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Counselling for an Addiction

By: Jo Johnson - Updated: 16 Jan 2013 | comments*Discuss
 
Counselling; Addiction; Therapy;

Counselling is the exploration of a person’s life depicting the issues that are causing upset and distress emotional pain or the aims the person would like to achieve. These factors are addressed through the use of effective communication. The person receiving the counselling must be a willing participant who wants to share experiences with their counsellor in order to explore and discuss them; this person also determines the pace of the sessions and is the focal point of the session taking the lead when comfortable.

Most counsellors have a special interest such as addiction and many even have a sub-speciality such as gambling or substance abuse.

How Does It Work?

Counselling works predominantly through the ability to listen, rephrase, suggest, highlight and add clarity to situations. Many areas of life may be explored and confusion should be reduced where possible to aid the individual in recalling subjective and objective information.

Encouragement of expression is sought, especially of feelings that are normally suppressed and kept hidden. Counsellors use approved models and theories that are applied to each individuals history, and different approaches are adopted to each client.

Where Does It take Place?

Counselling is often carried out in a clinic, rehabilitation centre, a venue decided by the social service department or at the counsellor’s office.

Individuals are often more open in a relaxed, informal and neutral environment.

Costs Of Counselling

The cost of counselling varies greatly depending on the location, specialism and experience of the therapist. Some people are fortunate enough to receive funding or a referral from a healthcare professional in which case funds are provided by the NHS.

A private session typically costs between £25 and £40 per session. Session length varies usually from 40 minutes to two hours depending on the counsellor.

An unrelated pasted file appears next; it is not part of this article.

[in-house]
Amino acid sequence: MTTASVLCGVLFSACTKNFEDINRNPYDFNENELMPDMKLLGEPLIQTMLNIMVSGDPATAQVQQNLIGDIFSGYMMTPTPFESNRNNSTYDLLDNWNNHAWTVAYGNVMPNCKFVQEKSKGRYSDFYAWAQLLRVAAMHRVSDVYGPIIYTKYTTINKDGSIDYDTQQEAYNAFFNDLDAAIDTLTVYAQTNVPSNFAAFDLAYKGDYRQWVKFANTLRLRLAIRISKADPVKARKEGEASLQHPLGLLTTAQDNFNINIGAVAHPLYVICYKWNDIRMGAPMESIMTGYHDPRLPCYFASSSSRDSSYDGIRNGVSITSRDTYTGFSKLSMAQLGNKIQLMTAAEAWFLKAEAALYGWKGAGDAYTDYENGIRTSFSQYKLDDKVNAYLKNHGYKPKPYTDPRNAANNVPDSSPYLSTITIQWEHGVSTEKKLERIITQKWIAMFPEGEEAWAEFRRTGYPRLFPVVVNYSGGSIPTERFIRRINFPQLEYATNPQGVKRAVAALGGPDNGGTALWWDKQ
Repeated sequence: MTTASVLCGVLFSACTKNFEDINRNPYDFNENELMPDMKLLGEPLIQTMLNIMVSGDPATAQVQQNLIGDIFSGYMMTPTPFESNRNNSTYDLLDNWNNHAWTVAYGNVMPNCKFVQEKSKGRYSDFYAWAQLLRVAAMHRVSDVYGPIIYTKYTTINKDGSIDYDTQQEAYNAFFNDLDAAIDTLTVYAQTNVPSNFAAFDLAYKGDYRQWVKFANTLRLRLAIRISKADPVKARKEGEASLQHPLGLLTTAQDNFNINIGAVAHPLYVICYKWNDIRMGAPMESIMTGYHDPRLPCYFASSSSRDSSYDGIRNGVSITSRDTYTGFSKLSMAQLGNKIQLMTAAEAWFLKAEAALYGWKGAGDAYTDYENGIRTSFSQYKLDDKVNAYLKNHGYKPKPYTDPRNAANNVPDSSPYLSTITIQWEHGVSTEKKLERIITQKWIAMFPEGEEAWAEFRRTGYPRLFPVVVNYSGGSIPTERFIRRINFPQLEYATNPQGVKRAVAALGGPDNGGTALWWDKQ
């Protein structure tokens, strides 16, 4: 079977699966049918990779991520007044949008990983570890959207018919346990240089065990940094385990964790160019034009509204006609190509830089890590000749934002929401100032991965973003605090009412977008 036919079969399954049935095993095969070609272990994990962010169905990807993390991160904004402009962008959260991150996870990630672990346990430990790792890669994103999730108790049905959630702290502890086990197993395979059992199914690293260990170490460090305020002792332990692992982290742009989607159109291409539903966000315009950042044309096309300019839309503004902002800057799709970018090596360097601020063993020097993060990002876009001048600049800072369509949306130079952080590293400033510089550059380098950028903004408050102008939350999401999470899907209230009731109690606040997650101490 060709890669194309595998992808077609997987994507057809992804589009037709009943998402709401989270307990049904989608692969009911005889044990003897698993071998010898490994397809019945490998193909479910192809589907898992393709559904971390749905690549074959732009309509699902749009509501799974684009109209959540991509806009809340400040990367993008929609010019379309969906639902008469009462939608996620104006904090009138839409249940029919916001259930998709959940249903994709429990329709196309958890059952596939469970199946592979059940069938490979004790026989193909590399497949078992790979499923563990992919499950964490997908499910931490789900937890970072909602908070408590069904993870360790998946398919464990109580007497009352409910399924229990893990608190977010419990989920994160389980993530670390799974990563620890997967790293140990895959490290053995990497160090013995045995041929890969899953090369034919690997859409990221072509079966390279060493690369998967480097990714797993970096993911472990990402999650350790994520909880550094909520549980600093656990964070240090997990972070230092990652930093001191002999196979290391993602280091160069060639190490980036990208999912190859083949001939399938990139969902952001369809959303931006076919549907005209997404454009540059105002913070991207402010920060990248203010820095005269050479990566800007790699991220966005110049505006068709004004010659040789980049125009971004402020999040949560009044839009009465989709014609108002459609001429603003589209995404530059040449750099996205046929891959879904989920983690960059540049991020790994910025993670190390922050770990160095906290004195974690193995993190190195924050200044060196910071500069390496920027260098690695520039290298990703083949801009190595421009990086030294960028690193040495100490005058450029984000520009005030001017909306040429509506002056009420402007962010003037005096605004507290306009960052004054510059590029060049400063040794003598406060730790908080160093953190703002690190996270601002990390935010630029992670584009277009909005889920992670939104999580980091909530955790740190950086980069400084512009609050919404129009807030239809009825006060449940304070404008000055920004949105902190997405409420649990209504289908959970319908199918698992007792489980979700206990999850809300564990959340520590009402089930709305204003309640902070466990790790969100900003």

Who Are Counsellors?

Counsellors are often people who already work in or have a strong interest in mental health issues. They are typically nurses, social workers or psychiatric workers.

Due to the increase in course availability, anyone can in fact become a counsellor and courses range from basic certification to a Masters Degree. A certificate does not alone suggest a successful counsellor as many of the qualities needed, for example the ability to listen patiently and carefully and the ability to interpret dialogue cannot often be learned on a course, and it is these qualities that are an integral part of the role.

Counsellors are frequently ex-addicts themselves and have the added bonus of a true understanding of the disorder and are helpful in providing advice for dealing with the issues surrounding withdrawal.

Finding a Counsellor

Always ask your healthcare provider for a recommendation; these people have lots of contacts and will know who specialises in addiction and if they have a special interest in the sub-categories of addiction.

Phone the social services department and find out if they have a list of local counsellors that suggests if they have a special interest.

Use the telephone book or Citizens Advice Bureau if possible and research each counsellor on their merits.Counselling is a valuable resource for addicts as they can freely discuss fears, anxieties and experiences in a non-judgemental environment without trepidation of upsetting loved ones.

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